Publishing their findings in the online journal Health Psychology, researchers at Yale University focused on ghrelin levels in the body to determine how thoughts affect the body's response to food.
Ghrelin is also known as the "hunger" hormone. It sends a signal to your brain that makes you want to eat. If your body's ghrelin levels are high, you'll tend to overeat... even if you are already feeling full. Likewise, low ghrelin levels are associated with feelings of satiety and not needing to eat more. Typically, ghrelin levels increase before meals and decrease after eating.
The researchers recruited volunteers and divided them into two groups:
Group 1 - received a milkshake that they were told was a 620-calorie "indulgent" shake.
Group 2 - received a milkshake that they were told was a 140-calorie "sensible" shake.
In reality, both groups got the same exact shake, which came in at 380 calories.
The result? The test group volunteers convinced they had received the decadent, fattier shake had a notable decline in ghrelin levels. Whereas; the group that believed they consumed the healthier alternative showed a neutral ghrelin response.
“This study shows that mindset can affect feelings of physical satiety. The brain was tricked into either feeling full or feeling unsatisfied. That feeling depended on what people believed they were consuming, rather than what they actually were consuming,” said Alia J. Crum, the study’s lead author.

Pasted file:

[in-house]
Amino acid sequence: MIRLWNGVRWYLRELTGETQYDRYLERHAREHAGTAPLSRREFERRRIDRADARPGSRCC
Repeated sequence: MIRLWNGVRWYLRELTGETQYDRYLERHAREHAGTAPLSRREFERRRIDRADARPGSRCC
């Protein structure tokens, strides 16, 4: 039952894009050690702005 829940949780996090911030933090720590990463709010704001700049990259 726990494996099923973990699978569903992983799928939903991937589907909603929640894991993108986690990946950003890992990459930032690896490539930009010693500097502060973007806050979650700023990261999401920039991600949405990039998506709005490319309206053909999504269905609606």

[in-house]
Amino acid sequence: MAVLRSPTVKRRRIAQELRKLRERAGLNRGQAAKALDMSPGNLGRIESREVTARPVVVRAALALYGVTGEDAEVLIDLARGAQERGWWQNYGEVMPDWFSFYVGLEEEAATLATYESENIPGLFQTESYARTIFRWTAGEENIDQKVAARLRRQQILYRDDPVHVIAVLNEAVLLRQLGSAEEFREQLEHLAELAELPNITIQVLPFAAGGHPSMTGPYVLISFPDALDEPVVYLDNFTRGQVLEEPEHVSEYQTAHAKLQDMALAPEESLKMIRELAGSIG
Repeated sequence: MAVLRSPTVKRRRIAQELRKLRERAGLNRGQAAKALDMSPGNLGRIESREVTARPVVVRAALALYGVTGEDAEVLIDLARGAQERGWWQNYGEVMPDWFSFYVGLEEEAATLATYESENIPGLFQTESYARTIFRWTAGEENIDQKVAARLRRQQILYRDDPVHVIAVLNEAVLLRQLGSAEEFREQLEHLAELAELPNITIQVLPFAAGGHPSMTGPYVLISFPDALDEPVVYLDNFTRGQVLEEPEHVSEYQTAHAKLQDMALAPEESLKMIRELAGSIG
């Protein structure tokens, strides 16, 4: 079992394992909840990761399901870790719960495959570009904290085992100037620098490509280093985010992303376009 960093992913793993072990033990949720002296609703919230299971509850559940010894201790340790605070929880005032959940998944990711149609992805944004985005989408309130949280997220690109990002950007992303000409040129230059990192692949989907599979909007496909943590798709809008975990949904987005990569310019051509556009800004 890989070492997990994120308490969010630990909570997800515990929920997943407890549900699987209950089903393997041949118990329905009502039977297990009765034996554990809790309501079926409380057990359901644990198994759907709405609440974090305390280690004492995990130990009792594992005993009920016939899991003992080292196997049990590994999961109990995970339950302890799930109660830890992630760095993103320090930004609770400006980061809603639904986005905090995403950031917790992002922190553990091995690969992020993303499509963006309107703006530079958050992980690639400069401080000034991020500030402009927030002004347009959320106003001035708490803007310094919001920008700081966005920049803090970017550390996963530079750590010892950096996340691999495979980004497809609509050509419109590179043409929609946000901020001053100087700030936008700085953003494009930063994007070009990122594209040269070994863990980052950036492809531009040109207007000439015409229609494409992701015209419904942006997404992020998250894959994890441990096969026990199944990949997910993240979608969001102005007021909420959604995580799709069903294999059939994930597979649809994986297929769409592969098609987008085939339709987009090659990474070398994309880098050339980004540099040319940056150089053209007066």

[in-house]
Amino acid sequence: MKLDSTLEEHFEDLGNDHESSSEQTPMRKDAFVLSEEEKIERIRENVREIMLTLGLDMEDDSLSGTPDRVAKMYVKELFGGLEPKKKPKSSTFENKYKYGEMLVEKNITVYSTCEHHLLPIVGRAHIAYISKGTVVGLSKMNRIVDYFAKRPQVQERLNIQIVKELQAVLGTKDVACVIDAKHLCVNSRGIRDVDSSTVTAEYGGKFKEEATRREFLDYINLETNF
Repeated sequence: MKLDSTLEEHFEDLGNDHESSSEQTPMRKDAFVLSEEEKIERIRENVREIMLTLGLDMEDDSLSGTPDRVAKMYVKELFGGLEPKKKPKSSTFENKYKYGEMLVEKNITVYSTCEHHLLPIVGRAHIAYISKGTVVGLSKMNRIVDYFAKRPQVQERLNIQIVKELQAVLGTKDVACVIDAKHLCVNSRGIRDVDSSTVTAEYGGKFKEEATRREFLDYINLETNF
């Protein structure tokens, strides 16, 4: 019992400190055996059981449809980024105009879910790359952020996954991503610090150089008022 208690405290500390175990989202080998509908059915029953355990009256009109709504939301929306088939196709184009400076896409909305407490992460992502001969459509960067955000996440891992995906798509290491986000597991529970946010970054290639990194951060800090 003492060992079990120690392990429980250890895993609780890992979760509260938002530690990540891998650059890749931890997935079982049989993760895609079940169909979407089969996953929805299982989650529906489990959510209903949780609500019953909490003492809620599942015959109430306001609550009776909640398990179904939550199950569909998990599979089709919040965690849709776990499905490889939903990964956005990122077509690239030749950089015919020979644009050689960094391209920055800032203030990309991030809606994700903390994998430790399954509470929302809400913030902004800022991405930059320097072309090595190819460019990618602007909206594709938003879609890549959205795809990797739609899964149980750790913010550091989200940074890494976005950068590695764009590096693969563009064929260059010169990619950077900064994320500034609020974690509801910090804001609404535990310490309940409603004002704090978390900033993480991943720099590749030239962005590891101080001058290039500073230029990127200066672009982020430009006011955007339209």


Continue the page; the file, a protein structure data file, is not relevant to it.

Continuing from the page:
“What was most interesting,” Crum added, “is that the results were somewhat counterintuitive. Consuming the shake thinking it was ‘indulgent’ was healthier than thinking it was ‘sensible.’ It led to a sharper reduction in ghrelin.”
Pretty amazing, right!?
The mere perception of what you're eating has a direct effect on your body. How's that for "food for thought?"
Now, the downside is that you can’t just drink a 600+ calorie shake and “think” it into being a healthy food choice. You must stop eating poor quality, low nutrient foods in favor of better alternatives. However, for your next meal, try this little experiment for yourself. See if you can get yourself to change the perception of what you're eating...
Imagine the possibilities... indulgent chicken salads... hearty protein shakes... and exquisite veggies.
Well, that's all for today. Keep up those good eating and exercise habits... and make sure to use this neat little Jedi "mind trick" this holiday season.
Oh, and a BIG happy early Thanksgiving to you!
John Aaron Villarreal
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 Crum, Alia J.; Corbin, William R.; Brownell, Kelly D.; Salovey, Peter, “Mind over milkshakes: Mindsets, not just nutrients, determine ghrelin response.” Health Psychology, May 16, 2011